(7) Identification of all persons officially present is required; only the
least number needed to help should be allowed to remain.
b. Searching the Scene for Evidence. Each crime scene is different. Therefore,
each must be processed differently.
However, MP crime scene processors should
proceed generally as follows:
(1) First, a general survey of the scene should be made. This should include
noting the location of obvious traces of the crime.
It should include also the
probable entry and exit points used by the offender, and the size and shape of the
(2) In rooms, buildings, and small outdoor areas, a systematic CLOCKWISE
search for evidence is begun.
(Any other systematic method may be just as
However, in the interest of developing a consistent method, it is
recommended that the clockwise movement be used.) This includes the floors, walls,
Each item found should be examined for evidentiary value.
Examination should ensure that the following steps are done:
(a) Protect fragile pieces of evidence.
These are those that may be
destroyed or contaminated if not collected and preserved when found.
may be collected earlier than the other evidence to prevent contamination.
However, first photograph the fragile evidence. Then record it in your notes.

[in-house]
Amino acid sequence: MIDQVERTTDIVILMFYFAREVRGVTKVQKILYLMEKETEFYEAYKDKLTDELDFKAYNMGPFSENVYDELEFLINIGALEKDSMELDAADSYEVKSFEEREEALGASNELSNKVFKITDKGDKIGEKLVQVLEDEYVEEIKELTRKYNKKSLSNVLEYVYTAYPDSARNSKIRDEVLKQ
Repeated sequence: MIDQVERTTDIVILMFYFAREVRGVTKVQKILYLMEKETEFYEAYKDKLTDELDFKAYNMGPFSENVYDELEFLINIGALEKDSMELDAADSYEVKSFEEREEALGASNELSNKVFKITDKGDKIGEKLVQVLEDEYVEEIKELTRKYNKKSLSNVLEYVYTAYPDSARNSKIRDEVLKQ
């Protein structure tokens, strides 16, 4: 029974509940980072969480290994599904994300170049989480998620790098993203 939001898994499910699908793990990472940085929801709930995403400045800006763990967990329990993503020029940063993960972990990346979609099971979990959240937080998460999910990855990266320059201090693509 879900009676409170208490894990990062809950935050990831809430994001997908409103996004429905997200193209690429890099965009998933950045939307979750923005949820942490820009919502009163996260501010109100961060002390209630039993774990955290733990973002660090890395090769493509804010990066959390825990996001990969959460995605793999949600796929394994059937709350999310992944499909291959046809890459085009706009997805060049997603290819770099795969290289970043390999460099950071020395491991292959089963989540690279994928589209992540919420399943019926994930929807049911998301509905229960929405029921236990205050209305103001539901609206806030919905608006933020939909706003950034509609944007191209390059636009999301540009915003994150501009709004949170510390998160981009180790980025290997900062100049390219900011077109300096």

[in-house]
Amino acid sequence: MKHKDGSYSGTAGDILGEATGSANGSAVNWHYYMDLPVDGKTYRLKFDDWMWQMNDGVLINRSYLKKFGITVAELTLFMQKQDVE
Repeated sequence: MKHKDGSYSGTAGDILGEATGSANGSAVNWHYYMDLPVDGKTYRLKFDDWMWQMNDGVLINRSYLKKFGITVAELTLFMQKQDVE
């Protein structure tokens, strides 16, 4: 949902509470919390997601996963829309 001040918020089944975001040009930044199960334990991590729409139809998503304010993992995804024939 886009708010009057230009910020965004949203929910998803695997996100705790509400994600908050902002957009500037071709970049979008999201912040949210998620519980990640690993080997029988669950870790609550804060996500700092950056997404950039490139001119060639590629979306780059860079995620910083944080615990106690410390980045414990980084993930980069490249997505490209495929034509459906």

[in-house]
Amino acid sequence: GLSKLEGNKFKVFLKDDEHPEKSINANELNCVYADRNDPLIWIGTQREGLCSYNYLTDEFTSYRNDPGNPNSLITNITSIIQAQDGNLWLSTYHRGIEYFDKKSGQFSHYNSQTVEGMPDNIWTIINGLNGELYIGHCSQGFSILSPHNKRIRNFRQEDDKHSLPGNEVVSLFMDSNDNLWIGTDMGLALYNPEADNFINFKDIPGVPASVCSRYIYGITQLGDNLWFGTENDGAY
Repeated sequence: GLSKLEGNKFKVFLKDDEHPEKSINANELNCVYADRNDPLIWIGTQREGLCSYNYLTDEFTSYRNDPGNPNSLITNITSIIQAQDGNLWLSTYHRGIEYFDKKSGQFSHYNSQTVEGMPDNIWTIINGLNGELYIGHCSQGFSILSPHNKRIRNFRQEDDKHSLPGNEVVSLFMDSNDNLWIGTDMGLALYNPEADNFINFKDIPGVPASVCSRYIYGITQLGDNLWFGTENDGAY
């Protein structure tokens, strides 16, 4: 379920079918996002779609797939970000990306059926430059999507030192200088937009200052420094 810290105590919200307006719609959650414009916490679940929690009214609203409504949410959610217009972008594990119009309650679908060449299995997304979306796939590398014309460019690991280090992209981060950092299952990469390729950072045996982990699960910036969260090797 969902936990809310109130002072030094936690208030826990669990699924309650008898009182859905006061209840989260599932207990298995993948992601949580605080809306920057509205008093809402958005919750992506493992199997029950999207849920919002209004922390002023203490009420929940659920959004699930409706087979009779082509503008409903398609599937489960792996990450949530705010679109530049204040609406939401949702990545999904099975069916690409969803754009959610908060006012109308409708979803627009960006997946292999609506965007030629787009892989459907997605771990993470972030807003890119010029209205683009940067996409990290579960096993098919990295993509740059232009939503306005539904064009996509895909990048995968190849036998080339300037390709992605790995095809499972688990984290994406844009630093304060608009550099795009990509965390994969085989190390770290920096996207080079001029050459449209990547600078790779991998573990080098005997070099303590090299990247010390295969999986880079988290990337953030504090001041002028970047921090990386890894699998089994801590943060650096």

(b) Doubtful items are considered as evidence until proven not.
(c) Items or areas where latent fingerprints may be present are closely
examined; action is taken to locate and protect all fingerprints.
(d) Protect any impressions of value as evidence.
photographs, sketches, casts, or molds can be made if needed.
(e) Stains, spots, and pools of liquid within the scene are treated as
though they are of value until proven not.
(f) Particular odors coming from the scene are noted.
(g) Hairs, fibers, and earth particles foreign to the area are handled as
(3) The search for evidence is initially completed when: a thorough
examination of the scene is done and a rough sketch is made; necessary photographs
and investigative notes must also have been made; the MP crime scene processors
have evaluated all evidence and statements.
(4) In large outdoor areas, divide the area into strips about 4 feet wide.
First, the strip on the left is searched, and then the adjoining strip; this
procedure is repeated until a thorough search of the whole area has been done. It
may take a long time to search a large area; however, it is a must